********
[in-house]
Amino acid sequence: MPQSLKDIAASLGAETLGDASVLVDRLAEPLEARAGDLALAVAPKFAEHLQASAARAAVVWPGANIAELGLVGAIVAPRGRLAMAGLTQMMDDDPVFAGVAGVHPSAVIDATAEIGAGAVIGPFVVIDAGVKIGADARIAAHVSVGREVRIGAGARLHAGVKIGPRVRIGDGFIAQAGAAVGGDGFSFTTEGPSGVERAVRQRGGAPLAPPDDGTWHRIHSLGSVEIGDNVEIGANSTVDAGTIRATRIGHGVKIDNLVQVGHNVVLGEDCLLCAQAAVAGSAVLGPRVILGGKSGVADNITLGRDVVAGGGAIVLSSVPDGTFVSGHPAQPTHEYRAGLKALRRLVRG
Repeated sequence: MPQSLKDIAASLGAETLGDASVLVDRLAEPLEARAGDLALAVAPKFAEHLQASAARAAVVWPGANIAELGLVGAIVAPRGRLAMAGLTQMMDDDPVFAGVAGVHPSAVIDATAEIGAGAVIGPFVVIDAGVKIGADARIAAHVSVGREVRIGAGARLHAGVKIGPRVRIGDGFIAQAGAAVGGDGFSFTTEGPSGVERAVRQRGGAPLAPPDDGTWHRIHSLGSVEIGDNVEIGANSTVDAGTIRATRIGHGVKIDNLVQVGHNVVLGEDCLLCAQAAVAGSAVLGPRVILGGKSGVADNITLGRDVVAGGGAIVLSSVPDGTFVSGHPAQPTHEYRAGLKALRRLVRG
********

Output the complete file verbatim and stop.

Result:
[in-house]
Amino acid sequence: MPQSLKDIAASLGAETLGDASVLVDRLAEPLEARAGDLALAVAPKFAEHLQASAARAAVVWPGANIAELGLVGAIVAPRGRLAMAGLTQMMDDDPVFAGVAGVHPSAVIDATAEIGAGAVIGPFVVIDAGVKIGADARIAAHVSVGREVRIGAGARLHAGVKIGPRVRIGDGFIAQAGAAVGGDGFSFTTEGPSGVERAVRQRGGAPLAPPDDGTWHRIHSLGSVEIGDNVEIGANSTVDAGTIRATRIGHGVKIDNLVQVGHNVVLGEDCLLCAQAAVAGSAVLGPRVILGGKSGVADNITLGRDVVAGGGAIVLSSVPDGTFVSGHPAQPTHEYRAGLKALRRLVRG
Repeated sequence: MPQSLKDIAASLGAETLGDASVLVDRLAEPLEARAGDLALAVAPKFAEHLQASAARAAVVWPGANIAELGLVGAIVAPRGRLAMAGLTQMMDDDPVFAGVAGVHPSAVIDATAEIGAGAVIGPFVVIDAGVKIGADARIAAHVSVGREVRIGAGARLHAGVKIGPRVRIGDGFIAQAGAAVGGDGFSFTTEGPSGVERAVRQRGGAPLAPPDDGTWHRIHSLGSVEIGDNVEIGANSTVDAGTIRATRIGHGVKIDNLVQVGHNVVLGEDCLLCAQAAVAGSAVLGPRVILGGKSGVADNITLGRDVVAGGGAIVLSSVPDGTFVSGHPAQPTHEYRAGLKALRRLVRG